What Is A Direct Deposit And How Do I Set It Up?

What Is A Direct Deposit And How Do I Set It Up?

Getting paid by direct deposit is definitely the way to go. Money that's owed to you gets electronically deposited into an account of your choice. It's simple! If you are a W-2 employee, you want your employer to pay you bi-weekly or monthly by direct deposit.

If you are a 1099 income-earner, you should also request to get paid by direct deposit as well, instead of getting a check in the mail.

Payments by direct deposit are also better than getting paid by Paypal or Stripe because there should be no fees involved. In addition, it feels great knowing that your check WON'T get lost in the mail.

In the old days, standing in line at the bank every other Friday waiting to deposit bi-weekly paychecks was a collective pastime. I remember doing so back in 1995. But no more! Your goal should be to get as many vendors to pay you by direct deposit as possible.

Why? It is easier, faster, and safe.

What Is Direct Deposit?

Direct deposit is a way to get your money automatically deposited into your bank account electronically. This means you don’t have to worry about going to your bank and physically depositing cash, checks, money orders, etc. It’s all handled digitally. And the money is sent straight to your account ready to use.

In addition to paychecks, you can elect to get a direct deposit from the IRS for your tax refund, your Social Security payments, your pension payments, and your freelance income payments.

As a small business owner since 2009, I've got 90% of my vendor payments made in direct deposits. However, there are still a couple checks that I still get in the mail, which is kind of a pain when I'm traveling for long periods of time.

How Does Direct Deposit Work?

A direct deposit works through the Automated Clearinghouse or ACH. It’s a system for moving money electronically from one bank to another.

The ACH is run by an organization called the National Automated Clearinghouse Association, or NACHA. It started in 1974 and is now one of the most popular and safest ways to move money around. In fact, the ACH is responsible for moving over $40 trillion every year between banks.

When you sign up for direct deposit, you’re agreeing to accept your payments via the ACH transfer.

According to the National Automated Clearinghouse Association, here are the steps that take place in an ACH direct deposit transfer:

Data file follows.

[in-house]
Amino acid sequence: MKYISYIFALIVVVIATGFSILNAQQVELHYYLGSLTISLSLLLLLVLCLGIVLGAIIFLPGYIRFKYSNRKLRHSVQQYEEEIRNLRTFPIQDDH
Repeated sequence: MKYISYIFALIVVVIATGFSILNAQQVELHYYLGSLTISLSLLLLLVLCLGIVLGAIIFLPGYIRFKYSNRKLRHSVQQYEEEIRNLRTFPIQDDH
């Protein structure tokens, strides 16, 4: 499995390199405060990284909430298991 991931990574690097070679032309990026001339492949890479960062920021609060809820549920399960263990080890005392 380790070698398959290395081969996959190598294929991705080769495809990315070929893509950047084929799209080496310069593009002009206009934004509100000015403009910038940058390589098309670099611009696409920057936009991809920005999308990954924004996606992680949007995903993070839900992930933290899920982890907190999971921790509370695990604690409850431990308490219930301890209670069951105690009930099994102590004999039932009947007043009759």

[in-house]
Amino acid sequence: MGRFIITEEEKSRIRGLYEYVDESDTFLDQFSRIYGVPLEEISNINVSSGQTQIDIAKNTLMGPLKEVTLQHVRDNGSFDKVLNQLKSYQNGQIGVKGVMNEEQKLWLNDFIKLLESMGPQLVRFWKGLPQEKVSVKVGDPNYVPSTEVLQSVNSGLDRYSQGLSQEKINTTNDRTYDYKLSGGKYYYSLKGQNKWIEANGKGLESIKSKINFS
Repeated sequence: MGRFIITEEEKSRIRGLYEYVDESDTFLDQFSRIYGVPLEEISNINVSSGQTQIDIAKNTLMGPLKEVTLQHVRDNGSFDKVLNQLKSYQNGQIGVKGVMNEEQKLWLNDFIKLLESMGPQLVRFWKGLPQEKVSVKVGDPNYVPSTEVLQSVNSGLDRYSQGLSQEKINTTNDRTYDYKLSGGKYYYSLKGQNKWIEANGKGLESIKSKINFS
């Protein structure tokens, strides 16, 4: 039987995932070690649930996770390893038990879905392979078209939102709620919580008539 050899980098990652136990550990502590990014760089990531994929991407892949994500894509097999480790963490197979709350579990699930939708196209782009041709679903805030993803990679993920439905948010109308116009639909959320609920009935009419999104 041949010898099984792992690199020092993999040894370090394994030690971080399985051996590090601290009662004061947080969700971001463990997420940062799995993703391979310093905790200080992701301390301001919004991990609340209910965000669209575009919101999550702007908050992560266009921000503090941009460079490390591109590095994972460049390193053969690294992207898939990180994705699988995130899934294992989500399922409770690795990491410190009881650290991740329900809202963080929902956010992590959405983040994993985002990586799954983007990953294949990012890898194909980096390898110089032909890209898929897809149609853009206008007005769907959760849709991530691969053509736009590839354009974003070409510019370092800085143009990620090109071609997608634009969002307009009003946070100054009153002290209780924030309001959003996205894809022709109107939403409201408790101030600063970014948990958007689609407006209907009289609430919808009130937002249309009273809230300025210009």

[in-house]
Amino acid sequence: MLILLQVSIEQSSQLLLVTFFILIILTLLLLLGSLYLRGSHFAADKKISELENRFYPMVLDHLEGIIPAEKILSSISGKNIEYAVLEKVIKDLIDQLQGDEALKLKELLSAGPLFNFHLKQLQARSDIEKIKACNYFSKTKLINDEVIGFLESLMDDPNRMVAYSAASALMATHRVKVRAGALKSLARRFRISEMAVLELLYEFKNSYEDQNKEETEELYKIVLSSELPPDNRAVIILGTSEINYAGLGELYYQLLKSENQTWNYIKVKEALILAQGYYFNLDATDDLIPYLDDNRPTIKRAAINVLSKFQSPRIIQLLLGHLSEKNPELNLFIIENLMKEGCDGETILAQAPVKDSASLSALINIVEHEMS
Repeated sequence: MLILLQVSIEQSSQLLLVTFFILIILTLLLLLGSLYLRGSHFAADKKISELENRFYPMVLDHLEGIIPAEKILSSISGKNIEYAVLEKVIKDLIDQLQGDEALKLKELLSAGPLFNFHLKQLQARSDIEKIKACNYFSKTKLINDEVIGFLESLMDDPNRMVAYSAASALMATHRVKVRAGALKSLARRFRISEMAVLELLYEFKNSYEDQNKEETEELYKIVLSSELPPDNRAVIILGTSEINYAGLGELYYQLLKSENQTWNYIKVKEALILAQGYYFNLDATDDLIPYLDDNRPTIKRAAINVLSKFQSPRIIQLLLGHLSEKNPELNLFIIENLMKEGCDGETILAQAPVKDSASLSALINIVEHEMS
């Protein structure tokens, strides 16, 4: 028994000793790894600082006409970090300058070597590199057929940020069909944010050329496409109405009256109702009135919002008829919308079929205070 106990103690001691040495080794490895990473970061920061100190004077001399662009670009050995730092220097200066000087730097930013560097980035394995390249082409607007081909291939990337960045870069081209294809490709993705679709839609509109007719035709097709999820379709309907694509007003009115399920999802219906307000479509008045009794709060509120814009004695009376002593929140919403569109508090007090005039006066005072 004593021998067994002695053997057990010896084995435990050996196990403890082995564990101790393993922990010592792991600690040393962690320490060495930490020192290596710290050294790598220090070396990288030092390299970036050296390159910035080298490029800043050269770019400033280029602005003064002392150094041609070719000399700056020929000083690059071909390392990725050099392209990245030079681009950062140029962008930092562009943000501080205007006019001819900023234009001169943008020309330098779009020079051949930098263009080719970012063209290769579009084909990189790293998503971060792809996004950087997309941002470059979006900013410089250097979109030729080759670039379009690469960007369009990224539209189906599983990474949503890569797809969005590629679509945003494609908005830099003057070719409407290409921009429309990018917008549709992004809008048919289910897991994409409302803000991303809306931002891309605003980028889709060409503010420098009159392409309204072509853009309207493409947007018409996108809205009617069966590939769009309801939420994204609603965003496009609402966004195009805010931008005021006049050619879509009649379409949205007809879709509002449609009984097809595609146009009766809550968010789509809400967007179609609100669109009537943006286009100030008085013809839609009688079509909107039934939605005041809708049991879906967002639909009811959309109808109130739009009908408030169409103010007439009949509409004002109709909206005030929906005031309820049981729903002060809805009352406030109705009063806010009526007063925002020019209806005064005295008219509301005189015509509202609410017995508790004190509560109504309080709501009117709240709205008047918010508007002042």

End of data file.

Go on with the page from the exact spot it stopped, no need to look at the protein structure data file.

1. Your employer (vendor) puts in an electronic order with their bank to send you a payment.
  2. Your employer’s bank bundles together multiple orders from various customers and relays them to the ACH at regularly-scheduled intervals (such as once per day, at the end of the day).
  3. The ACH sorts these orders and forwards them to your bank, much like how the post office works.
  4. Your bank takes that order and credits your bank account with the amount listed on the order.

As you can see from the instructions, it the ACH transfer isn't instantaneous. You will usually have to wait at least 12 hours before money hits your bank account through a ACH transfer. Therefore, prepare accordingly.

How to Set Up Direct Deposit

Roughly 80% of employees get paid via direct deposit. The process is pretty straightforward and if you ever get confused, ask your Human Resources department for help.

The basic steps are as follows:

1) Fill Out A Simple Form

Most employers have a form you can fill out to set up direct deposit. You should get one when you first join your firm. If your employer doesn’t have a form, you may also be able to get one from your own bank. You’ll need to submit this form to your employer or whoever is sending you money.

The direct deposit form generally requires a few things:

  • Your bank’s name
  • Your bank’s address
  • Your account number
  • Your bank’s routing number

Think of the routing number and account number as an address for your bank account. Your account number is your own individual checking or savings account number. See below for an example:

2) Submit the Form to Your Employer